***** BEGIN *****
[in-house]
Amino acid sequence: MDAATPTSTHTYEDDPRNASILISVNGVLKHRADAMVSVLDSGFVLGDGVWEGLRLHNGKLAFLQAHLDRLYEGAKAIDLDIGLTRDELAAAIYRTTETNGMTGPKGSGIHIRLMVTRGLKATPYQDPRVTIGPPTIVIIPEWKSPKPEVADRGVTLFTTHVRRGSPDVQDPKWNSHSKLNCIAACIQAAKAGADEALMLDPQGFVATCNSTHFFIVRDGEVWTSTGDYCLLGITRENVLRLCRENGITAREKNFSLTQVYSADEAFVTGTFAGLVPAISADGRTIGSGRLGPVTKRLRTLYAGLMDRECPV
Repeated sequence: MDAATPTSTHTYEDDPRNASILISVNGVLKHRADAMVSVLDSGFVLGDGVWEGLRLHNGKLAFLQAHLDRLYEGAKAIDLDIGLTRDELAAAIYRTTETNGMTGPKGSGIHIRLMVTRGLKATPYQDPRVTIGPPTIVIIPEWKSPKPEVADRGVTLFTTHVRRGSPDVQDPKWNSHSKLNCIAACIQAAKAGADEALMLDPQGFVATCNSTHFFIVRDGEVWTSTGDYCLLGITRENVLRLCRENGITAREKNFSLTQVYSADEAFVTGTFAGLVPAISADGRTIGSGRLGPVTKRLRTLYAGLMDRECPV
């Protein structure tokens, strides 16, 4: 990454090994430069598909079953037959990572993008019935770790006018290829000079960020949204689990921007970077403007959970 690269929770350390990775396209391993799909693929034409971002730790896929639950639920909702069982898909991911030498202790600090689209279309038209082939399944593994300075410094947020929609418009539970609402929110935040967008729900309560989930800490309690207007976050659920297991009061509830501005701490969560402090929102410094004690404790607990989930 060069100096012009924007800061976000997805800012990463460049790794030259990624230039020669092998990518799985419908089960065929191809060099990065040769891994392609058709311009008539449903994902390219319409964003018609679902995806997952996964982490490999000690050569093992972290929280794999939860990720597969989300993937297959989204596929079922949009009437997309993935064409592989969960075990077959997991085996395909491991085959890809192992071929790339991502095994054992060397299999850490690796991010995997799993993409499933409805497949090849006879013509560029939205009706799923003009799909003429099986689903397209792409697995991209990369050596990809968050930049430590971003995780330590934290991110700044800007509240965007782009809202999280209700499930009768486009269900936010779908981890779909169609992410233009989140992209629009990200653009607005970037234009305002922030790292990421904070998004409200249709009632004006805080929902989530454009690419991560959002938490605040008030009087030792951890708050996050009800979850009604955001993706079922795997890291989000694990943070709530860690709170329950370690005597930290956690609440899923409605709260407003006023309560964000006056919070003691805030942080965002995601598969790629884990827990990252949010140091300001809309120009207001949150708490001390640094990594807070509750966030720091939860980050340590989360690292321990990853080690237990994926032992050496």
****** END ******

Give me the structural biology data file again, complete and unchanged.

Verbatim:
[in-house]
Amino acid sequence: MDAATPTSTHTYEDDPRNASILISVNGVLKHRADAMVSVLDSGFVLGDGVWEGLRLHNGKLAFLQAHLDRLYEGAKAIDLDIGLTRDELAAAIYRTTETNGMTGPKGSGIHIRLMVTRGLKATPYQDPRVTIGPPTIVIIPEWKSPKPEVADRGVTLFTTHVRRGSPDVQDPKWNSHSKLNCIAACIQAAKAGADEALMLDPQGFVATCNSTHFFIVRDGEVWTSTGDYCLLGITRENVLRLCRENGITAREKNFSLTQVYSADEAFVTGTFAGLVPAISADGRTIGSGRLGPVTKRLRTLYAGLMDRECPV
Repeated sequence: MDAATPTSTHTYEDDPRNASILISVNGVLKHRADAMVSVLDSGFVLGDGVWEGLRLHNGKLAFLQAHLDRLYEGAKAIDLDIGLTRDELAAAIYRTTETNGMTGPKGSGIHIRLMVTRGLKATPYQDPRVTIGPPTIVIIPEWKSPKPEVADRGVTLFTTHVRRGSPDVQDPKWNSHSKLNCIAACIQAAKAGADEALMLDPQGFVATCNSTHFFIVRDGEVWTSTGDYCLLGITRENVLRLCRENGITAREKNFSLTQVYSADEAFVTGTFAGLVPAISADGRTIGSGRLGPVTKRLRTLYAGLMDRECPV
């Protein structure tokens, strides 16, 4: 990454090994430069598909079953037959990572993008019935770790006018290829000079960020949204689990921007970077403007959970 690269929770350390990775396209391993799909693929034409971002730790896929639950639920909702069982898909991911030498202790600090689209279309038209082939399944593994300075410094947020929609418009539970609402929110935040967008729900309560989930800490309690207007976050659920297991009061509830501005701490969560402090929102410094004690404790607990989930 060069100096012009924007800061976000997805800012990463460049790794030259990624230039020669092998990518799985419908089960065929191809060099990065040769891994392609058709311009008539449903994902390219319409964003018609679902995806997952996964982490490999000690050569093992972290929280794999939860990720597969989300993937297959989204596929079922949009009437997309993935064409592989969960075990077959997991085996395909491991085959890809192992071929790339991502095994054992060397299999850490690796991010995997799993993409499933409805497949090849006879013509560029939205009706799923003009799909003429099986689903397209792409697995991209990369050596990809968050930049430590971003995780330590934290991110700044800007509240965007782009809202999280209700499930009768486009269900936010779908981890779909169609992410233009989140992209629009990200653009607005970037234009305002922030790292990421904070998004409200249709009632004006805080929902989530454009690419991560959002938490605040008030009087030792951890708050996050009800979850009604955001993706079922795997890291989000694990943070709530860690709170329950370690005597930290956690609440899923409605709260407003006023309560964000006056919070003691805030942080965002995601598969790629884990827990990252949010140091300001809309120009207001949150708490001390640094990594807070509750966030720091939860980050340590989360690292321990990853080690237990994926032992050496």